Sony a9 Cameras and Linux

When blogging, I usually sit on the couch with my laptop on my lap (as is logical), typing away in Emacs in ewp mode, snapping pics of stuff (mostly comics) in bad lighting conditions.

Taking nice snaps of things is a breeze if the lighting is good (i.e., sufficient), or if you’ve got a camera on a mount, but that’s not what we’re dealing with here: I want to snap pics in a frictionless manner, because I don’t have no time for no futzing around.

Over the years, I’ve tried a bunch of different cameras, but within my (peculiar) constraints, it’s just hard to not end up with blurry, out of focus images with bad white balance. What I’m currently using is a Sony a9 II camera with a 24mm lens (fixed lens since I can’t change focal length and hold both the camera and a comic book at the same time), set at f/12 (because I’m snapping pics of comics that I’m often holding in an angled way to avoid reflections, and anything less than that (at this distance) will mean that half the book is out of focus) and 1/25 (because anything slower than that will mean that the book is blurred from either my comic holding hand or my camera holding hand shaking).

(Auto white balance, though, auto focus, and I have to adjust the brightness of the image throughout the day/night by adjusting the ISO.)

See what serious problems I’m having!

But that’s not what this blog post is about: It’s about image transfer.

For almost a decade I’ve been using Toshiba FlashAir SD cards to transfer images from whatever camera I’ve been using to my laptop (and then automatically into Emacs). It works… fine… but there are some janky things about it.

The main problem is that the wifi range of the card is basically half a meter. That’s not really that surprising — I mean, it’s got a tiny antenna, and it’s inside a metal camera body. The amazing thing is that it works at all — it’s an engineering marvel for sure, having an entire computer with wifi and a web server in an SD card.

But that range means that I have to have a wifi Access Point running on my laptop. Which is easy enough, but when the laptop’s wifi runs in dual AP/client configuration, the wifi speed drops to, like, a tenth of the normal speed. Which is annoying. So I only take the AP up when blogging, which means that I have to have a daemon for taking the AP up/down running as root to make that happen automatically etc, and that’s just kinda janky.

(And the reading speed of the FlashAir card is pretty bad, so if I want to examine the image on the camera (that ▶️ button), it takes three seconds (!) to load.)

While most cameras these days have wifi capabilities themselves, the functionality needed hasn’t really been there. The previous camera only supported uploading images manually, and nobody has time for that. The camera before that required running some kind of server software on a Windows machine, and do I look like I have a Windows machine?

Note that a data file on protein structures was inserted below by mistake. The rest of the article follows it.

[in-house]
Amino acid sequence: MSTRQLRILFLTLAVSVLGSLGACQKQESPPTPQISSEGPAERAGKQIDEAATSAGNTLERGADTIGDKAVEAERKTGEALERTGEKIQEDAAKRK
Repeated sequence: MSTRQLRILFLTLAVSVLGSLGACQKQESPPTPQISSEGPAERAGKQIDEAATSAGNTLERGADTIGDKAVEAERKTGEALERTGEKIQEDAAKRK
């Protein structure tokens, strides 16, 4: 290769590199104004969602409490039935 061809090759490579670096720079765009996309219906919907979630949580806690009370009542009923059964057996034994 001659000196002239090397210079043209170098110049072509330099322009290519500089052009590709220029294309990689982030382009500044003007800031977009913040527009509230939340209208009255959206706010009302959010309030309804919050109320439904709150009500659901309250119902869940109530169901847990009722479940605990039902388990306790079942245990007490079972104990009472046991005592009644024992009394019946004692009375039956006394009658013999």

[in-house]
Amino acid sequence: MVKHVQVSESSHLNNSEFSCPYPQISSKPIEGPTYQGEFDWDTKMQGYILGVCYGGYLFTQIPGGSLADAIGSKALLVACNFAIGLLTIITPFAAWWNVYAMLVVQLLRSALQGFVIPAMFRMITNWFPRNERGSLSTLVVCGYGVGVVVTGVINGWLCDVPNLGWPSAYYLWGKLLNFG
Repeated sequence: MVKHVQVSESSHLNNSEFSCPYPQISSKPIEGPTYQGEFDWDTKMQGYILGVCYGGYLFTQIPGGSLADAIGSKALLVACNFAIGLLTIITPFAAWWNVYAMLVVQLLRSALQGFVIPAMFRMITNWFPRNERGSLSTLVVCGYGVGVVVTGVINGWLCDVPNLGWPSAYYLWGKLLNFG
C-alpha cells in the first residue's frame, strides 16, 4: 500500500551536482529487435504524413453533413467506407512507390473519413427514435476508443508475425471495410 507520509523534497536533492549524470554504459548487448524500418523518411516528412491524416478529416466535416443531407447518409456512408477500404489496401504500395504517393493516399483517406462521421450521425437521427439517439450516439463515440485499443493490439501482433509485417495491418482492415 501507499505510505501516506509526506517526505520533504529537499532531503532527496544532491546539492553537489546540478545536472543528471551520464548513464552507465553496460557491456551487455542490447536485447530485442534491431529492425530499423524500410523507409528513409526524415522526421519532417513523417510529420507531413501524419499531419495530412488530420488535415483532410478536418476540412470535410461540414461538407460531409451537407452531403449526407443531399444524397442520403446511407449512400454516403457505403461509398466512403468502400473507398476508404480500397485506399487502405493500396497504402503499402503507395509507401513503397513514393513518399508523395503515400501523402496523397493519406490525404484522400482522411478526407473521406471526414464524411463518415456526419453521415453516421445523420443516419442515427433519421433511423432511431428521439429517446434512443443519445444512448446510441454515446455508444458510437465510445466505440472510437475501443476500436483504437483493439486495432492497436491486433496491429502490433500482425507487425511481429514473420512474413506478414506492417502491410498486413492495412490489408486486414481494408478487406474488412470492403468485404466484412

But!!! It turns out that Sony has put exactly what I (and any sane person) need in the firmware for their nicer cameras for a few years now. 1) The camera connects to a given wifi and 2) if connected, uploads everything you snap to a server via ftp automatically! It’s perfect! No manual interventions, and no janky special servers — just standard software on the server (i.e., laptop) side.

This excellent article explains how to set things up on the Sony side. (It’s the perfect kind of article — straight to the point, and goes through every single step. Not like this junky blog post!)

Figuring out how to get things to work on the Linux side took me a few hours, so that’s why this blog post exists.

The easiest ftp server to set up on Linux is probably vsftd, so that’s what I’ve gone with here. (And this recipe is for Ubuntu, but I think it’s similar on most Linux distributions.)

First create a user. We’ll be logging in as this user from the camera. Let’s call the user sony, and prep it a bit:

adduser sony
mkdir /home/sony/ftp
chown sony.users /home/sony/ftp
chmod a-w /home/sony

So the /home/sony/ftp directory is where the uploaded files will go. We make /home/sony read-only, because we want to use a chroot jail for the user so that we get a bit more security: We only want this user to be able to alter things in /home/sony/ftp and not have access to anything else.

apt install vsftpd

Then open /etc/vsftpd.conf in an editor, and find the commented-out lines and change them to:


And now we get some multiple choice bits: My Sony a9 ii camera only supports TLS v1.0, and that’s so old that modern Linux distributions don’t support it, and apparently on Ubuntu 22.04 (which I’m running here), there’s no way to enable it in vsfpd. At least I haven’t found any way to do so. But ideally we’d have:


And enable “Secure Protocol” in “Destination Settings” in “Server Setting” under “Ftp Transfer Func” on the Sony camera. But that doesn’t work for this combination of camera/laptop. On the other hand… it doesn’t really matter that much, anyway. *gasp* Yes, it’s shocking, but with a chrooted user, and this only being used on the home wifi (and WPA2 encryption, janky as that is), the danger of using an unencrypted connection is, in this case, minimal.

So I’m using unencrypted ftp to upload images.

Anyway, so this is what this looks like in action:

So I snap and it takes a couple seconds for the image to appear in this Emacs buffer. Here’s that image:


So… kudos to Sony for getting the functionality right, and *rolls eyes* on using such an old version of the TLS libraries that they don’t support TLS v1.2.

(Although I haven’t tried updating the firmware — it’s possible that newer versions work fine.)

And perhaps the biggest advantage of using this over the FlashAir card is that the Sony a9 camera has good wifi range, so I don’t have to have the camera near my (laptop) AP to make things work.

Leave a Reply